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A UNLV student died after a fraternity charity boxing match, his death was ruled a homicide, but no charges will be filed, police say

Nathan Tyler Valencia, 20, participated in “Fight Night” organized by the Kappa Sigma fraternity on November 19. Valencia collapsed after the fight, was hospitalized and died on November 23, just four days before his 21st birthday, according to family attorney Nick Lasso.

The Clark County Coroner/Medical Examiner’s office said the cause of Valencia’s death was blunt force trauma to the head and was classified as homicide.

“The definition of murder is the act of killing another human being,” the police said in a statement issued to CNN. “Investigators look at the facts surrounding the specific event that caused the person’s death and determine whether there was any criminality.

“Although Mr. Valencia’s death is tragic, the circumstances surrounding his death are not criminal and no charges will be brought,” the statement said.

Lasso said Valencia, a young kinesiologist, had no boxing experience prior to participating in the off-campus charity bout. Valencia was one of the fighters participating in the card’s “main event,” according to the event’s online flyer.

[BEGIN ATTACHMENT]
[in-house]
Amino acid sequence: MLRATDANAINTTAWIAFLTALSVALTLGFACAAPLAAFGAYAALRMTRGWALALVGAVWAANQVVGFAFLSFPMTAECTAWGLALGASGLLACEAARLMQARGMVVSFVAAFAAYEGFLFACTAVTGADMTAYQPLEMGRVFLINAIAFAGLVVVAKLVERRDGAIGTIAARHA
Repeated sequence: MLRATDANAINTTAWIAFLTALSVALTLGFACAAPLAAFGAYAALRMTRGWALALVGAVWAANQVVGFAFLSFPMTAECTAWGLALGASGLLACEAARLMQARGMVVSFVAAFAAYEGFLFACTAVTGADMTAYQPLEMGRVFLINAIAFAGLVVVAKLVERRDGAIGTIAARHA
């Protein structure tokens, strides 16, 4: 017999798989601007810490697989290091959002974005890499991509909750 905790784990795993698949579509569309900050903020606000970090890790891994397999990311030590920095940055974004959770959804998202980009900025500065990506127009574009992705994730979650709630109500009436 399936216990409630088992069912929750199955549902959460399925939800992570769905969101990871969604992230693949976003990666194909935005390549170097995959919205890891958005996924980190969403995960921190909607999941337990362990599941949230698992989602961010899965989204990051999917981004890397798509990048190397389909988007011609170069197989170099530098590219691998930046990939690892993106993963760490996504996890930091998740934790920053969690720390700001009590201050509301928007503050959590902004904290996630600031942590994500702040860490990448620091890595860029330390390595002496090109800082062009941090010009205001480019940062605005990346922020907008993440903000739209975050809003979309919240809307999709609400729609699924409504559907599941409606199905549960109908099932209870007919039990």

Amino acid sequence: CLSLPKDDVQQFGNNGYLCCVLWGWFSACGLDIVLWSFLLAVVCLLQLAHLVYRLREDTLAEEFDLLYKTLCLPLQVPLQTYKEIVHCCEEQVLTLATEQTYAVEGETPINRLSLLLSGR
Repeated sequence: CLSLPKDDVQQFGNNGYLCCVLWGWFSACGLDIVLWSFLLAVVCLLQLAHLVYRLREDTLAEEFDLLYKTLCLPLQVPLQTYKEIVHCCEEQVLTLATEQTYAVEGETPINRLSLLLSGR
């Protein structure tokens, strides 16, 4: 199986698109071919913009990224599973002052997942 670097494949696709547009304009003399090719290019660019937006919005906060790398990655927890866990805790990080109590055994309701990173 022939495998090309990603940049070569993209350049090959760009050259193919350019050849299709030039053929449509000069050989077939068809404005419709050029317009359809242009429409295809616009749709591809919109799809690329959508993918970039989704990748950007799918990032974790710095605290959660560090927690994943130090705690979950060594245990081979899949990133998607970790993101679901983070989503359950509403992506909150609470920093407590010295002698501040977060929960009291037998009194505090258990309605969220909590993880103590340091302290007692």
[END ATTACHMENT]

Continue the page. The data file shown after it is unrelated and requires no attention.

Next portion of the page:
“But he kept telling us ‘No, that’s for people who had no prior boxing experience,’ because he was never a boxer. He was really doing it because it was for charity,” Cynthia Valencia, the student’s mother, told CNN Brianna Keilar.

Valencia was a member of the UNLV fraternity of Sigma Alpha Epsilon and not the Kappa Sigma organization that hosted the event, according to Lasso.

In a statement to CNN, Lasso said his law firm will conduct a “full investigation” into the promotion, safety protocols, medical supervision and medical supervision of the November 19 event, which was held in his hometown of Valencia.

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